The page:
MAYA TEXTILES TODAY
Since Osborne’s era, the devastating earthquake of 1976 and decades of Civil War have brought destruction, armed conflict, and genocide to Guatemala. Maya survivors fled to the mountains or to the cities to find jobs, and many, wanting to remain unnoticed, abandoned their indigenous dress. Though support has improved since the Peace Accords of 1996, Guatemalan society remains highly unequal, and indigenous families struggle within a system offering little or no rights to land and opportunities. Many seek education, wage work, and to emigrate to America, and evangelical Protestantism has helped some find a new beginning.
Starting in the late 20th century Maya textiles have taken on new meanings. A new pan-Maya style supports indigenous solidarity without revealing the home community or ethnic identity of the wearer. Rosario Miralbés de Polanco (2013) indicates that, with this trend, more women are dressing as they wish, using designs indiscriminately and preferring outfits that harmonize in color. This represents a shift in cloths’ meaning from the local and regional to pan-national and ethnic associations. Manuela Picq (2017) suggests that, most recently, and in response to longstanding economic exploitation, inequality, and poverty, women’s weaving cooperatives are helping women advocate for cultural property laws to protect textile designs from corporations and mass production.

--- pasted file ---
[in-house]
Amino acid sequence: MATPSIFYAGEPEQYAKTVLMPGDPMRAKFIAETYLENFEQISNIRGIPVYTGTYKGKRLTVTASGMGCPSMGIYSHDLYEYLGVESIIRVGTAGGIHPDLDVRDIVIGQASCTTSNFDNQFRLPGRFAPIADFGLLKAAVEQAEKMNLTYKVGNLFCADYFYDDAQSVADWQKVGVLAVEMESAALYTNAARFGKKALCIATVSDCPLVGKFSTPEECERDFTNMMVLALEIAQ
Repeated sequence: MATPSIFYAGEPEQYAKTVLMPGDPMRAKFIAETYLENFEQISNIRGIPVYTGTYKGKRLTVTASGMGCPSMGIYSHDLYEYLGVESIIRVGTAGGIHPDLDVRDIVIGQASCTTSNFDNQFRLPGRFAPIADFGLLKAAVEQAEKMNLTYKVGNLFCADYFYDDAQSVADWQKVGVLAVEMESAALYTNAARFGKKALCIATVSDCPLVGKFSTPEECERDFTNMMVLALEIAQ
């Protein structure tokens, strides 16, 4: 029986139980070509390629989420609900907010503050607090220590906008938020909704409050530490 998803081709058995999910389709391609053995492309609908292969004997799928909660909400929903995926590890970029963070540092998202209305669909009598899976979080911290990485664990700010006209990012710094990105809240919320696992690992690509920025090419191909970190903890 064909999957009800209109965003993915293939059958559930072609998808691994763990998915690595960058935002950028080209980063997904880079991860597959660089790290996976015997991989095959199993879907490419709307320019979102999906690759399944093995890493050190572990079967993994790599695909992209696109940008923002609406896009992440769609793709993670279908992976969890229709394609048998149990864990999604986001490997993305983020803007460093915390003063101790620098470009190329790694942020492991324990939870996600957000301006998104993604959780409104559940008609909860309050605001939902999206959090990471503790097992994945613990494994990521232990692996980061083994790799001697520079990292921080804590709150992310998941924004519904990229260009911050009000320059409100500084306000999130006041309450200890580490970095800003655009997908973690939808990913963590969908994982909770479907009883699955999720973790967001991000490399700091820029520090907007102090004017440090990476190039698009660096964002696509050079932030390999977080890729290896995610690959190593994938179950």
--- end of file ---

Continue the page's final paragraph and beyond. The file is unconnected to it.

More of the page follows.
Now, as in the past, Maya textiles are metaphorical recreations of the Maya world. Though they have changed through time, they still retain the connections that index Maya origins. Today’s weavers and wearers perpetuate this iconic art form as they negotiate their indigenous identities and solidarities in new ways. Wherever she may be, when a Maya woman puts on her huipil, she is at the center of the Maya world.